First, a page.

RAND Corporation Urged Creation of the Horrors You’re Seeing in Ukraine

By David Swanson, World BEYOND War, February 28, 2022

In 2019, the RAND Corporation tentacle of the U.S. Military Industrial Congressional “Intelligence” Media Academic “Think” Tank Complex published a report claiming to have “conducted a qualitative assessment of ‘cost-imposing options’ that could unbalance and overextend Russia.”

Here was one of the “cost-imposing options,” one that U.S. President Barack Obama had been refusing, but in 2019, RAND was preparing for a regime change at home: “Providing lethal aid to Ukraine.”

Doing that, RAND said, “would exploit Russia’s greatest point of external vulnerability. But any increase in U.S. military arms and advice to Ukraine would need to be carefully calibrated to increase the costs to Russia of sustaining its existing commitment without provoking a much wider conflict in which Russia, by reason of proximity, would have significant advantages.”

Thus far the calibration seems to be OK, as a “much wider conflict” has not yet happened. But Congress/Parliament Members, weapons dealers, and enthusiastic numbskull onlookers are pushing for it in the United States, other NATO nations, and Russia. The notion of being able to properly “calibrate” these things has been disproven thousands of times. The disgusting arrogance of the RAND report recommending increased military and nuclear threats to Russia illustrates how blind people can be to the risks they are creating.

So, yes, it’s wonderful to have the U.S. corporate media suddenly against a war and in support of protests, and in sympathy with victims. One might have thought the U.S. media incapable of such things after all of these years and all of these wars. But remember that a pleasant sounding report on “cost-imposing options” was a plan to risk the murder of little children in Ukraine.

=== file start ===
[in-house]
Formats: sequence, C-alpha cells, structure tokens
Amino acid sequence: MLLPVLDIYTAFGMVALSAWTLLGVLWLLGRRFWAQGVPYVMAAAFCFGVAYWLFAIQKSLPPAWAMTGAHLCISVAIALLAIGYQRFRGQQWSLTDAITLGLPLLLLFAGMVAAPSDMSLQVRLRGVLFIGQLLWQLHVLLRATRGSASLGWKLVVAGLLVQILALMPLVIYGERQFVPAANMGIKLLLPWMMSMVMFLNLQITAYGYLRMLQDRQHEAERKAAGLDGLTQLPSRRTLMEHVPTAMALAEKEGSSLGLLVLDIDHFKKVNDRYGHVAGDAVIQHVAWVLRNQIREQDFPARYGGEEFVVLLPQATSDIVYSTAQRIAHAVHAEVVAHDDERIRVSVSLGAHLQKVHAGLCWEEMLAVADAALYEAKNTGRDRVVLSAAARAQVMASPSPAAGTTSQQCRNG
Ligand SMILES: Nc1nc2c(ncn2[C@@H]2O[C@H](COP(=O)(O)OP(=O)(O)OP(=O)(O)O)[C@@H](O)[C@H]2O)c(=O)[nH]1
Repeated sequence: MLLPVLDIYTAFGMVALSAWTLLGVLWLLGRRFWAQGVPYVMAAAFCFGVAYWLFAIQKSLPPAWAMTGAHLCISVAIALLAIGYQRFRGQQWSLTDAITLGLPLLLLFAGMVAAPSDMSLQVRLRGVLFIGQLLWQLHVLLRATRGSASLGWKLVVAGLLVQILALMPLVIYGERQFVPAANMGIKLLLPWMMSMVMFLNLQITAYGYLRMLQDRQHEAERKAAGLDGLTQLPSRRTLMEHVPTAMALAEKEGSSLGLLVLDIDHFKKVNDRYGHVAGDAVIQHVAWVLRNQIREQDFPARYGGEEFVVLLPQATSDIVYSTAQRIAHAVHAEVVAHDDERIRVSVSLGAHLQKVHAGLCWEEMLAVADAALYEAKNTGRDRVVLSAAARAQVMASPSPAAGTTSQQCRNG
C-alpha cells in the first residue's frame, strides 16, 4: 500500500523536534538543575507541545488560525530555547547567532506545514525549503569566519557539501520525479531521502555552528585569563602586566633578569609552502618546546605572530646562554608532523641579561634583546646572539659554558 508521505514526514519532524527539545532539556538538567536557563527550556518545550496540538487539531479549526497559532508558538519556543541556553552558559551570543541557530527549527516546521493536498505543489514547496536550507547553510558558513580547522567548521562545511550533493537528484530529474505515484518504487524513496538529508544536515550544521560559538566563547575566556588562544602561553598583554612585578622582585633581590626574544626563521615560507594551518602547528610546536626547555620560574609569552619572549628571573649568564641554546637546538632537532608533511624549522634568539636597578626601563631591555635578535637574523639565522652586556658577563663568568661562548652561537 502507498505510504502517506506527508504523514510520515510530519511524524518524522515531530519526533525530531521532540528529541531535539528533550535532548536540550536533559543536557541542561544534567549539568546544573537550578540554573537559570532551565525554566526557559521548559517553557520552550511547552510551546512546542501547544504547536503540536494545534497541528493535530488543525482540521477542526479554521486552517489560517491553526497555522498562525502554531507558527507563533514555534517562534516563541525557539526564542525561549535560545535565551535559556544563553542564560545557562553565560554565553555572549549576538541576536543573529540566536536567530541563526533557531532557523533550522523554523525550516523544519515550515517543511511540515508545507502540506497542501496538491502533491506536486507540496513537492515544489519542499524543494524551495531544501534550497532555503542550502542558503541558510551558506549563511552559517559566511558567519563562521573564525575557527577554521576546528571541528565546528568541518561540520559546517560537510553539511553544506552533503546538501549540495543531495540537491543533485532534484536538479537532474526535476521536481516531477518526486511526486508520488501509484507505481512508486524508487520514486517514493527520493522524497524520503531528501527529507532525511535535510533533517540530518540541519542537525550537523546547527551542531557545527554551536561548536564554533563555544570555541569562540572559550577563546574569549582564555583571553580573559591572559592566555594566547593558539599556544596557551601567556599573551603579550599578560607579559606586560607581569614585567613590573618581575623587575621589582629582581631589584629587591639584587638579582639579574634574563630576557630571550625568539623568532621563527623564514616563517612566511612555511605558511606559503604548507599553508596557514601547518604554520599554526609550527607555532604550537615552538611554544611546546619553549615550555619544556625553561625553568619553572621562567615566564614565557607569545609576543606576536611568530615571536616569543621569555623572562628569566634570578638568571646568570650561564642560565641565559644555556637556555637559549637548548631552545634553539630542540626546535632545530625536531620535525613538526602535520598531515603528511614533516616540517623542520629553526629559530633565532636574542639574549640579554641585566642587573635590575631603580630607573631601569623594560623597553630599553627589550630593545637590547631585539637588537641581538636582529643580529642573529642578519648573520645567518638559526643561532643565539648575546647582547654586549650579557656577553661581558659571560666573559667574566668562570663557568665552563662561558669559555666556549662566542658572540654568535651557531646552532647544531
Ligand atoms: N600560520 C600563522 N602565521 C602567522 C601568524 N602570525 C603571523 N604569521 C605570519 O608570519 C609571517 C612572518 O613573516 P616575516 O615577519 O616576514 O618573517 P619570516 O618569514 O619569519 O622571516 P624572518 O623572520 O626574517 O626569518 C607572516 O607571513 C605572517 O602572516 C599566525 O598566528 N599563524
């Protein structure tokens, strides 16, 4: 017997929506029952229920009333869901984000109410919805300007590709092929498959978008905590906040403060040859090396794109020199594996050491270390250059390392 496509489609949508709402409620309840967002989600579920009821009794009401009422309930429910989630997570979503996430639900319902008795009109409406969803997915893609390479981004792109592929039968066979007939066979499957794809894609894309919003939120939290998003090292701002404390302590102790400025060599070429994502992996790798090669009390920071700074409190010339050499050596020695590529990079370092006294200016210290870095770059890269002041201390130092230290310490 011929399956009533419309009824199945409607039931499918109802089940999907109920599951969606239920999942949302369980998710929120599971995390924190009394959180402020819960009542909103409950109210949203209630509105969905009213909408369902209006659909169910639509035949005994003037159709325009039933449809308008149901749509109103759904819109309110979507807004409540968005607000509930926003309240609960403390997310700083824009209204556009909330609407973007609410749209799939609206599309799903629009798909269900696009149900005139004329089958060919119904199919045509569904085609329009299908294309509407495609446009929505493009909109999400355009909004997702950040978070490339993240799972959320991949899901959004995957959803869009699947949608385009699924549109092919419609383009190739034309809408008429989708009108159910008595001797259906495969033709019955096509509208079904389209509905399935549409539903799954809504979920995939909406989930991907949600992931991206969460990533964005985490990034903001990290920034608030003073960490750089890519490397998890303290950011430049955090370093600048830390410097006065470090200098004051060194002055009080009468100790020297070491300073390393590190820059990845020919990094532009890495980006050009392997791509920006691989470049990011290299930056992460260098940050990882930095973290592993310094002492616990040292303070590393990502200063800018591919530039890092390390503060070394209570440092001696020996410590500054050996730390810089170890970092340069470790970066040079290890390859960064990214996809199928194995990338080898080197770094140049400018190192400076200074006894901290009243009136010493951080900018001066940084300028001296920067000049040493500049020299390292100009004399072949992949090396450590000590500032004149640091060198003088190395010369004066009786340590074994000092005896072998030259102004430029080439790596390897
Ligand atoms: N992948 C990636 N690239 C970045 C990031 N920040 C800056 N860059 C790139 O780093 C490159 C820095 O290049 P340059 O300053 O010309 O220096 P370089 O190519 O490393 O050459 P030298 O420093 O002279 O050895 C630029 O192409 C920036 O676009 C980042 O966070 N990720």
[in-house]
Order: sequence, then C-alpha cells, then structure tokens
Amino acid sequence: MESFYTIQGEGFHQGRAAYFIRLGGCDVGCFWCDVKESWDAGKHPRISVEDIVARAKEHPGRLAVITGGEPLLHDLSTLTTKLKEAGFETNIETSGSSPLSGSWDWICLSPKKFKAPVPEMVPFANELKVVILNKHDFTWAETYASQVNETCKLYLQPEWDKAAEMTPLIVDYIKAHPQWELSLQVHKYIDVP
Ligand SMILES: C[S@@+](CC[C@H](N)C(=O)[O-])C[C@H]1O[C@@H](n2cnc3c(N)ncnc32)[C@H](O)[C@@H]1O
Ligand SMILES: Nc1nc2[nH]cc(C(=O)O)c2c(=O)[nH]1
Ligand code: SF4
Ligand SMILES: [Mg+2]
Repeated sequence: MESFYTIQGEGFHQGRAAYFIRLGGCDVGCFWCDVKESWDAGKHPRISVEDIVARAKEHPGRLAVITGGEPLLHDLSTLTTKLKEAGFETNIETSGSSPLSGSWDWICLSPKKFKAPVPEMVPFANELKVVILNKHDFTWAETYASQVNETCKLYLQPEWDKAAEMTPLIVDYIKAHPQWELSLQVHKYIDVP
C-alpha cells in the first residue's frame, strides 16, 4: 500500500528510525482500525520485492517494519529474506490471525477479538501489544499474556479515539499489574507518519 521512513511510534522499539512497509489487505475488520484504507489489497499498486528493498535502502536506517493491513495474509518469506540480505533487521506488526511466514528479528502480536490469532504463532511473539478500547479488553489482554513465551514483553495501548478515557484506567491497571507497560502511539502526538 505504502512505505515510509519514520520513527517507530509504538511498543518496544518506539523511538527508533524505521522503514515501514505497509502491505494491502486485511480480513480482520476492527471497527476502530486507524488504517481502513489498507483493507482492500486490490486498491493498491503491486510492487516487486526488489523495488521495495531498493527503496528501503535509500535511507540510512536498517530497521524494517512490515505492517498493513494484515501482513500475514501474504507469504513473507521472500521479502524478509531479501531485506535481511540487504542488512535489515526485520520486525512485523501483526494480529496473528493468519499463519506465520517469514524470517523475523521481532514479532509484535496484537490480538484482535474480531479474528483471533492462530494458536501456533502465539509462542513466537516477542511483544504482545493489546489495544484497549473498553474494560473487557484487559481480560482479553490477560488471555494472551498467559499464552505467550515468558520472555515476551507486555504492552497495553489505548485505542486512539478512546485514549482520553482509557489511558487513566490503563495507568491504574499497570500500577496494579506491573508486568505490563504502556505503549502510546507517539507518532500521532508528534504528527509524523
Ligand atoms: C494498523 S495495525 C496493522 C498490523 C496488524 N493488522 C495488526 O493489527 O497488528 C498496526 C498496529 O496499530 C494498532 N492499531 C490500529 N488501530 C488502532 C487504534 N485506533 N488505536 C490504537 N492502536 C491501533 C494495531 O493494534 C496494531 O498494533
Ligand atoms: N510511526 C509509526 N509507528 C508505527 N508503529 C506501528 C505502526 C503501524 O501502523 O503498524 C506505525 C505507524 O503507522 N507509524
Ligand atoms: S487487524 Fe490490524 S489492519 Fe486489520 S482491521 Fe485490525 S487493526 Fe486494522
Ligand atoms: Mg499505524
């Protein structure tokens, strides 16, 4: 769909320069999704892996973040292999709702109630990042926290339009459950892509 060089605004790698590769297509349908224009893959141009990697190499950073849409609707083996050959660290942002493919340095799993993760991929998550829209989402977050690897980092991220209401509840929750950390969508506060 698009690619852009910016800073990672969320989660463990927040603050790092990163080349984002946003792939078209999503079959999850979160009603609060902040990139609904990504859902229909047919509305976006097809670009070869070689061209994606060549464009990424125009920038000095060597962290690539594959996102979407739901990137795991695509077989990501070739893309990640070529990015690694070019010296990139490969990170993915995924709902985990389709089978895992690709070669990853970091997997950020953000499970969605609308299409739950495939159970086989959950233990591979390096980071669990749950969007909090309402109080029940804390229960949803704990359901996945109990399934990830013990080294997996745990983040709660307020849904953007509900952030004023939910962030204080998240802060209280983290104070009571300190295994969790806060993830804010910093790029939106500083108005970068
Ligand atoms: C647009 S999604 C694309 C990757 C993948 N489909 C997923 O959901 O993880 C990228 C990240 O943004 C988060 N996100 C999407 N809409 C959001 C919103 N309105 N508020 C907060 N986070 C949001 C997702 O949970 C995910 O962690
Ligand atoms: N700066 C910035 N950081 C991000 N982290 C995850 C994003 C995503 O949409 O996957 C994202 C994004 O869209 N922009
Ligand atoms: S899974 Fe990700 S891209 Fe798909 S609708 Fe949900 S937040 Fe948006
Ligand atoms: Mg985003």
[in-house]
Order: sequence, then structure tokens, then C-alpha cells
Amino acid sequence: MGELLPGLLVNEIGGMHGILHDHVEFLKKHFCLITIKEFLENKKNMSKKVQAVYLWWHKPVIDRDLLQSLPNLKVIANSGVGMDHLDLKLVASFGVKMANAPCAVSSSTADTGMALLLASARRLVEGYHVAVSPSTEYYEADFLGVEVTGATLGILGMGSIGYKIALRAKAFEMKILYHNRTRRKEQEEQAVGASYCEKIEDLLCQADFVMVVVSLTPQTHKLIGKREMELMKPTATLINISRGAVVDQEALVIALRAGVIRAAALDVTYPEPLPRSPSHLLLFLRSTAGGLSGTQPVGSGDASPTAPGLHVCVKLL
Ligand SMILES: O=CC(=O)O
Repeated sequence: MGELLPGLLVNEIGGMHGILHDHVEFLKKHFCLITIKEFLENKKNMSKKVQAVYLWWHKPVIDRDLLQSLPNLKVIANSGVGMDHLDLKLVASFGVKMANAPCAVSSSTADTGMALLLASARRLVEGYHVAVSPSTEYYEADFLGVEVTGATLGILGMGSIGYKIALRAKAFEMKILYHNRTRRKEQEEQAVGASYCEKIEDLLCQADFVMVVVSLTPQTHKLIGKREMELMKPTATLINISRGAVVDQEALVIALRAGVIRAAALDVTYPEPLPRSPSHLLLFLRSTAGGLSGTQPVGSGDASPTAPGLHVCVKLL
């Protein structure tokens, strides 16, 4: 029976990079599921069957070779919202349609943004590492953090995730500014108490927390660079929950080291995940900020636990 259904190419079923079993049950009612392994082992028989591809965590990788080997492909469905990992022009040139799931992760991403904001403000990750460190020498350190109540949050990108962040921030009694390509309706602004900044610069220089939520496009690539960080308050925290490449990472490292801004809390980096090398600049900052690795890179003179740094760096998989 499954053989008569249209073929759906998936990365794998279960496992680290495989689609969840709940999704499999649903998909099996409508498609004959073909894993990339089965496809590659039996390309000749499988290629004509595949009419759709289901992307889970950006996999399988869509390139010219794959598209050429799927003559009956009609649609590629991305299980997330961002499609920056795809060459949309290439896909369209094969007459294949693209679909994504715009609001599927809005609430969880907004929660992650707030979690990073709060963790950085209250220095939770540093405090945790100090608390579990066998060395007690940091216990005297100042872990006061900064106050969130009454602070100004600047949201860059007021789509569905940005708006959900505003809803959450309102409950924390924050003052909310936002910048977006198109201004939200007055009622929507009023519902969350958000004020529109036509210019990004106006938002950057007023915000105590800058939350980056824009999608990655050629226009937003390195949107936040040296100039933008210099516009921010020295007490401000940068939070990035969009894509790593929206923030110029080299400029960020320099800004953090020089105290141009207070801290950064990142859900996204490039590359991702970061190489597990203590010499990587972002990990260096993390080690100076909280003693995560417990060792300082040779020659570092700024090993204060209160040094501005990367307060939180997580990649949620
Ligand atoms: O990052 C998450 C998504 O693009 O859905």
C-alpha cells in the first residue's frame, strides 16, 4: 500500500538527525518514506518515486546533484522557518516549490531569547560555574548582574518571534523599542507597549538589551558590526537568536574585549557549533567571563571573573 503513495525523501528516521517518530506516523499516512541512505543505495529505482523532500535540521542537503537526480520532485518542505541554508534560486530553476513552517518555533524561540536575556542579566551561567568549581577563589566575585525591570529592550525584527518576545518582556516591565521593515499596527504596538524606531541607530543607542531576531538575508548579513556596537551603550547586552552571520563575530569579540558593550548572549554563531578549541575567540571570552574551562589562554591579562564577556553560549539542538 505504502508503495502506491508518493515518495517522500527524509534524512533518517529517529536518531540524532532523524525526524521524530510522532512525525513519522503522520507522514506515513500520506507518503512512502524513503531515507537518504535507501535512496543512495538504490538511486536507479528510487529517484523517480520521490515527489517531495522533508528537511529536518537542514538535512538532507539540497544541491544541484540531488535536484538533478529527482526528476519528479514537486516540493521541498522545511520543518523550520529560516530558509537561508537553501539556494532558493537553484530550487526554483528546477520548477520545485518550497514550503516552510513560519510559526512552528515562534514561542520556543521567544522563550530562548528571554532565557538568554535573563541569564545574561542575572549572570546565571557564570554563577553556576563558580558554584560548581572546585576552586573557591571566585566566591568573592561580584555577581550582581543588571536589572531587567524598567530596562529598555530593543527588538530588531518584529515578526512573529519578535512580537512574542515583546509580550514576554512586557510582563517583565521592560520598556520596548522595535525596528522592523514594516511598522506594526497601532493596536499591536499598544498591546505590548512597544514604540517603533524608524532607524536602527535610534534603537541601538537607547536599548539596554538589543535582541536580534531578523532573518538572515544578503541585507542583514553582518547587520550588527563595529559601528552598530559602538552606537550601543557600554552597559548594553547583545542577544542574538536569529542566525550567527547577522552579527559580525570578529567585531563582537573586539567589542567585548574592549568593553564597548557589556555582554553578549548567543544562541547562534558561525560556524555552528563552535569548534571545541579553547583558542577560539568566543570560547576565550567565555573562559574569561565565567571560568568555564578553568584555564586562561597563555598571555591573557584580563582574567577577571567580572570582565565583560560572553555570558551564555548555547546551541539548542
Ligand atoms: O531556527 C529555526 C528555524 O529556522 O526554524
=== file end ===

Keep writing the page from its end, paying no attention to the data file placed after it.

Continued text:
And, yes, the criminal thugs running the Russian government and military are, amazingly enough, responsible for their criminal thuggery.

The Ukrainian government choosing to meet violence with violence, after having largely initiated the increase in violence in Donbass last week, is also responsible for that.

But the steps that the U.S. government, the Ukrainian government, and NATO allies took in recent months, years, and decades to get to this point, the refusal to meet perfectly reasonable Russian demands, the ever-escalating militarization — those governments remain responsible for those things too.

The RAND report hoped for nonviolent protests in Russia. That Russians now protesting their government over its latest atrocity are doing what RAND hoped for does not mean they are doing the wrong thing. It just means to watch out for the manipulation of the outcome.

If the U.S. government can orchestrate a coup in Kyiv in 2014, where ordinary people also had — as they always do — legitimate grievances, and then erase that history almost entirely within eight years, then it can also orchestrate the outcome of a Russian revolution, something it attempted unsuccessfully in 1919 and has been attempting ever since — something else that it has effectively erased from history books.

11 thoughts on “RAND Corporation Urged Creation of the Horrors You’re Seeing in Ukraine”